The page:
Call for tenders may not impose ecolabel, court rules
By Sophie Mosca | Thursday 10 May 2012
A public authority may include as a condition for the award of a public contract that the products to be supplied must be environment-friendly and socially responsible, but it must do so using detailed technical specifications rather than referring to ecolabels or specific labels. The Netherlands thus learns the price of failing to comply with procedures as a result of its commitment to ‘sustainable’ products. The EU Court of Justice ruled against The Hague, on 10 May, for infringement of Directive 2004/18 on public procurement and spelled out for the first time how a public authority may use sustainability criteria in tender procedures for public contracts (Case C-368/10).
In 2008, the Dutch province of North Holland published a contract notice for the supply and management of coffee and tea dispensing machines that included a reference for these products to the private labels Max Havelaar (which promotes the marketing of fair trade products) and EKO (which certifies that the product is made up of at least 95% ingredients from organic agricultural production). Shortly after publishing the notice, it added in an information notice that other labels would also be accepted “in so far as the criteria are equivalent or identical”.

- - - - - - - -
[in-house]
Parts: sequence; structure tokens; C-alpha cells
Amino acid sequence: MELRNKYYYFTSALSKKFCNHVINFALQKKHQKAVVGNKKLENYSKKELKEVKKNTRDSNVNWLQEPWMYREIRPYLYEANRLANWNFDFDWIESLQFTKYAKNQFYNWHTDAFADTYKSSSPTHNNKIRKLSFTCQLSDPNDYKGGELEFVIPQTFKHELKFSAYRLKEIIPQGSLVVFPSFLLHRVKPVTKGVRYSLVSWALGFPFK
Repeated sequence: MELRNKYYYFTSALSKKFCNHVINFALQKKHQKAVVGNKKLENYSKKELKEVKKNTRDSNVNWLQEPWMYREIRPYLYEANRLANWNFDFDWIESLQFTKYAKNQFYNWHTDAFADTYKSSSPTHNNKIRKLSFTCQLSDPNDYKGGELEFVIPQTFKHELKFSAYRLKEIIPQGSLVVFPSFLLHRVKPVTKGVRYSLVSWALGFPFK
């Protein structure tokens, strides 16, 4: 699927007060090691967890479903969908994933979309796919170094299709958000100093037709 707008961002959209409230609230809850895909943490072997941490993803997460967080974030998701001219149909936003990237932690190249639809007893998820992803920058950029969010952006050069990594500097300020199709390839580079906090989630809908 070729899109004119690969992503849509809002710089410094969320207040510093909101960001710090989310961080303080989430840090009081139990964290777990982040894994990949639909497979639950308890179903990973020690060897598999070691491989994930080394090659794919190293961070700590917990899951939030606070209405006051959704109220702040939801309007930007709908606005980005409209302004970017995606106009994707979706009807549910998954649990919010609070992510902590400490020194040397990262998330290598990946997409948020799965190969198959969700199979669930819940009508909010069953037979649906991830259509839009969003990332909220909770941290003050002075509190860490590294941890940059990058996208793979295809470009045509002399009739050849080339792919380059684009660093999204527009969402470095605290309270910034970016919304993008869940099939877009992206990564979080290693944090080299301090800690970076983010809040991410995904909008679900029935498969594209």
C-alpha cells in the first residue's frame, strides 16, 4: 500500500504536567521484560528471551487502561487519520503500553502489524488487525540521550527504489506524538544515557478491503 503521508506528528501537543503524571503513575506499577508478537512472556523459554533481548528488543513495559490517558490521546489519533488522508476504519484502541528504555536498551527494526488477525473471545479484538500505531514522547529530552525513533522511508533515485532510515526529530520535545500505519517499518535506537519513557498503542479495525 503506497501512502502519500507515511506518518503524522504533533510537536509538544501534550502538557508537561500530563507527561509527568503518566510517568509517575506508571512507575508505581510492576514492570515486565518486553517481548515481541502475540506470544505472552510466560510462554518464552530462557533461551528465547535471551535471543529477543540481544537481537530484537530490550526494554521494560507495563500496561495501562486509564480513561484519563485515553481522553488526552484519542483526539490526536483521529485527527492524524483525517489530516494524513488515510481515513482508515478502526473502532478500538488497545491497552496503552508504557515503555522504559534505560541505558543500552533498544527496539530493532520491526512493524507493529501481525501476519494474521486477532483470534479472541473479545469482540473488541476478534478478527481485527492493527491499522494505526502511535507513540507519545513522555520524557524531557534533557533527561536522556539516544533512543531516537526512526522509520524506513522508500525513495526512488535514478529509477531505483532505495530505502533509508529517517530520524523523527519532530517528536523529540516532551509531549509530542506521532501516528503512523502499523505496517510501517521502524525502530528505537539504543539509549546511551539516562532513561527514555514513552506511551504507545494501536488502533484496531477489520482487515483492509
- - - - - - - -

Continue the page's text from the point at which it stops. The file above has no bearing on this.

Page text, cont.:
For the European Commission, the use of references to these two labels in the technical specifications and of various terms in the tender documents runs counter to the directive because it creates discrimination against certain tenderers.
The court had to rule in this case between “internal market requirements and environmental and social concerns while taking account of the practical requirements of procedures for the award of public contracts,” summed up Advocate-General Juliane Kokott in his opinion.
DETAILED TECHNICAL SPECIFICATIONS
While technical specifications for the products covered by the contract may be worded in terms of functional performance or conditions, such as environmental characteristics, it is incompatible with EU law to require that certain products to be provided bear an ecolabel. The province of North Holland should have included in its specifications for the contract the detailed specifications defined by that ecolabel and not merely a reference to the label.
With regard to the phase of selecting tenders to determine which was the most economically advantageous, the court held that the directive permits contracting authorities to choose criteria meant to guarantee that products result from fair trade because this concerns part of the purpose of the contract. However, by granting a certain number of points to products that bear a given label, the Dutch province established an award criterion that is incompatible with the directive. It should have listed the criteria that underlie such labels (in the technical specifications) and allowed tenderers to provide evidence through all appropriate means, not just a label, that the product fulfils the criteria.
The EU court also held that by requiring bidders to “comply with criteria of sustainable purchases” and “socially responsible business” the province established a minimum level of technical capacity not authorised by the directive. It also considered that the Dutch public authority lacked precision on these obligations in both the contract notice and the tender specifications relating to the conditions and arrangements for the contract award procedure, whereas the directive obliges authorities to provide information on the award criteria in a clear, precise and unequivocal manner.
“It is incompatible with EU law to require that certain products to be provided bear an ecolabel”